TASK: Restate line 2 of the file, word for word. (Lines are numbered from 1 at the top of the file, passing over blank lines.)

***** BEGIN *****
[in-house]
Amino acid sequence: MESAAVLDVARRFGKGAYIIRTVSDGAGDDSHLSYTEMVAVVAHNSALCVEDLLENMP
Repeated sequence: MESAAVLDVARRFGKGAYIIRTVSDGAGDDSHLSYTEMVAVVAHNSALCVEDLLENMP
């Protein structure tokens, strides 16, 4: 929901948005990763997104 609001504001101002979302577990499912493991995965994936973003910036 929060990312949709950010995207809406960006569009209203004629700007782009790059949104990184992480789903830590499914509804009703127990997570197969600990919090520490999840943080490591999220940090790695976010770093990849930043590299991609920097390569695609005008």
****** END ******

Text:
Amino acid sequence: MESAAVLDVARRFGKGAYIIRTVSDGAGDDSHLSYTEMVAVVAHNSALCVEDLLENMP